I wasn’t worried about ascending it (I never am worried about ascents), just having to descend something steep and loose. I turned my attention back to my first peak – Beinn Tarsuinn. It looked easy and grassy but reasonably steep – I wasn’t feeling very energetic at this point. There was no obvious path anywhere that I could see so I set off up the small rocky steps at the base of the peak for the steeper grass above.

Still unable to see any path – surprising when you consider I was now on the main trade route of the ‘Fisherfield 6′ – I just headed off up the steep grass. The climb was very tiring indeed and, unusually for me nowadays, I kept having to stop for a rest. Despite finding a sketchy path quite a bit higher up, I found the climb absolutely exhausting – definitely the hardest part of the day! I finally staggered onto the final summit ridge where it flattened off and I joined a much better path. There was a short walk along the ridge past some sandstone blocks and the summit cairn appeared. The views over the edge of the peak to the north down Gleann na Muice and west to A’ Mhaighdean and Ruadh Stac Mhor were fantastic.


Fisherfield 4 and Gleann na Muice


Ruadh Stac Mhor (l/h pointy summit), Beinn Dearg Beag (r/h pointy summit) and Mor


Mullach Choire Mhic Fhearchair and his two tops

Nearer to hand was the spectacular western ridge of Tarsuinn which led over ‘the Billiard Table’ – a large flat grassy area buttressed by crags, and then on down the narrow rocky ridge to the col. That wasn’t my route however and, despite originally wanting to nip down to have a quick look at the Billiard Table, I found I really didn’t have the energy, bearing in mind I had the much bigger Mullach still to do.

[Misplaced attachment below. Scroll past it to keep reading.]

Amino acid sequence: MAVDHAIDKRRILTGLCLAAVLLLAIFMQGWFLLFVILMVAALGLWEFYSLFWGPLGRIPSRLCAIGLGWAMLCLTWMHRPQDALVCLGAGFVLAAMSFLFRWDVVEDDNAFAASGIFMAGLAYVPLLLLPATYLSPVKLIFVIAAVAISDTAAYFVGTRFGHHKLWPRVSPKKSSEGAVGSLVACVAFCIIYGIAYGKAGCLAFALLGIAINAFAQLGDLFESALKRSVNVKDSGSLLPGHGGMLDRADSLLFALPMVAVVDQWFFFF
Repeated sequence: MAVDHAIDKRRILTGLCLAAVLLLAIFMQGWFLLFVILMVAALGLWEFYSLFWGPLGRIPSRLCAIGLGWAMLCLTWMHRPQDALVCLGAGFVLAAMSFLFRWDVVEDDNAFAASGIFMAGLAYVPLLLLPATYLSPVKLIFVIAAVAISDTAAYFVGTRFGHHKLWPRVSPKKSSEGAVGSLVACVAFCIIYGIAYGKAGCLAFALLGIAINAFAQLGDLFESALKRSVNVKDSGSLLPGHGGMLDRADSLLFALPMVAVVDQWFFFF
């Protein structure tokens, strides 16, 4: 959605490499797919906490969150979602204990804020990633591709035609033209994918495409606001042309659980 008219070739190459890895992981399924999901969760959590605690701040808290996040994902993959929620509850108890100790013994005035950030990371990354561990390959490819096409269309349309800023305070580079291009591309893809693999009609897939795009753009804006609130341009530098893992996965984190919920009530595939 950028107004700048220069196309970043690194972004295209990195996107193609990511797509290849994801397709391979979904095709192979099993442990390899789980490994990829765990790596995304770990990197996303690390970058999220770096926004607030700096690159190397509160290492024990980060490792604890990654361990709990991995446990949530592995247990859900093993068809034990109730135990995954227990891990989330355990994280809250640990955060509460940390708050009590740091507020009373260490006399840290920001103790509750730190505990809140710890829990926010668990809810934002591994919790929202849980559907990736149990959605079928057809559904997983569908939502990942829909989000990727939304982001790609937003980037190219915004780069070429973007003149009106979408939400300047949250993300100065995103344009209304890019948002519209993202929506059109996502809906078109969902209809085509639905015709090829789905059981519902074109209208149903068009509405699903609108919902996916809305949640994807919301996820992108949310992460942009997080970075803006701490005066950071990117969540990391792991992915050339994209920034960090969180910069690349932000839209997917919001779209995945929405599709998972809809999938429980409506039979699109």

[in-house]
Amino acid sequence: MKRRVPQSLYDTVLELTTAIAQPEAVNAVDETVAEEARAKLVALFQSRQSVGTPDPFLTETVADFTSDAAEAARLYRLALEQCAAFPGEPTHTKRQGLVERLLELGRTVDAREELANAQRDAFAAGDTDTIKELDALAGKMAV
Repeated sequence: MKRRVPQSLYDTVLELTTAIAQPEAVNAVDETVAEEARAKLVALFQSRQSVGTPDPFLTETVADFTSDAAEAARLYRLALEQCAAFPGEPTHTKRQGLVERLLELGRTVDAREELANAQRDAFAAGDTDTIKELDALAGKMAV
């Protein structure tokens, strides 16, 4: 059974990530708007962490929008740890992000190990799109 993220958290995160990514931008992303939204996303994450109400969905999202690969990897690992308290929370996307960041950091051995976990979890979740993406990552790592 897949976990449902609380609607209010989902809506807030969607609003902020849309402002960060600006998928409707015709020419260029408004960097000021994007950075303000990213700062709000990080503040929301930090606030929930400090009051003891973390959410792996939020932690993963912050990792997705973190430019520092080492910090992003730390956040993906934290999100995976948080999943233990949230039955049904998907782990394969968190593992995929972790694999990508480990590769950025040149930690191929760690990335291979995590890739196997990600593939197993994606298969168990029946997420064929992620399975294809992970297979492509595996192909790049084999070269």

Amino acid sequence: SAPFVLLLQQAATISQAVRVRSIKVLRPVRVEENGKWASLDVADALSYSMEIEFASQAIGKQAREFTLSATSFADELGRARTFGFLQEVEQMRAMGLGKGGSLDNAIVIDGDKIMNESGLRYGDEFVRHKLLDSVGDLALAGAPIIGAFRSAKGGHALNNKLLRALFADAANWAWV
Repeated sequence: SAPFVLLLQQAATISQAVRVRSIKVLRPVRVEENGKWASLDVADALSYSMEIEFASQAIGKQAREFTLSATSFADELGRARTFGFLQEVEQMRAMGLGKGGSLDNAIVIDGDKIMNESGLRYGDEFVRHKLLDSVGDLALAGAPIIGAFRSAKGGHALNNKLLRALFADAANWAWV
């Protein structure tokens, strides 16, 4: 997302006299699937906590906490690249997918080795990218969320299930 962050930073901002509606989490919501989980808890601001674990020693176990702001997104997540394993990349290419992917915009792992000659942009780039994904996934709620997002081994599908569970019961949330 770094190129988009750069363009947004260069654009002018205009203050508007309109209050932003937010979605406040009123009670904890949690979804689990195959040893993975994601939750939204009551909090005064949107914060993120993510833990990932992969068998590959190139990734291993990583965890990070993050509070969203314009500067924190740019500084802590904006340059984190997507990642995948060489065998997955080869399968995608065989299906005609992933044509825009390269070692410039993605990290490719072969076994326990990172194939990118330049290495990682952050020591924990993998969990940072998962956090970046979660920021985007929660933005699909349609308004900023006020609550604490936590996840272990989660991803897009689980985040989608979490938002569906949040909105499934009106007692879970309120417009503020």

The Remarkable Billard Table


View from the Descent down Gleann na Muice to Beinns Dearg Mor and Beag
and (below) Mullach Choire Mhic Fhearchair

I headed off back along the short summit ridge and down a proper path which zig-zagged down the steep grassy hillside for the col. That petered out before the rocky bands at the bottom however so no wonder I didn’t see it from below. A couple were just starting their ascent so I headed over for a quick chat – mainly because I wanted to quiz them about the descent from the Mullach (in true coward fashion). They had come that way and assured me the mountain was fine and the descent would be no problem for me.

When I reached the col a few minutes later I sat and had a quick coffee and studied my next ascent. It was basically in two halves – first of all very steep grass indeed with a couple of rocky steps – that part looked firm enough so didn’t really worry me. Then it was followed by what looked like a path setting off at a less steep angle up steep scree or boulders (impossible to tell from that distance) which then petered out further up (I suspected boulders then). The ridge then flattened out a bit more before a final steepening to the summit. Before that there was a narrow path passing across the northern face of Meall Garbh – that looked mainly okay but had a short section where it rose above a small area of crags and looked a bit precarious. Well, there was only one way to find out what the rest of the route was like and that was to get going so I packed up and set off.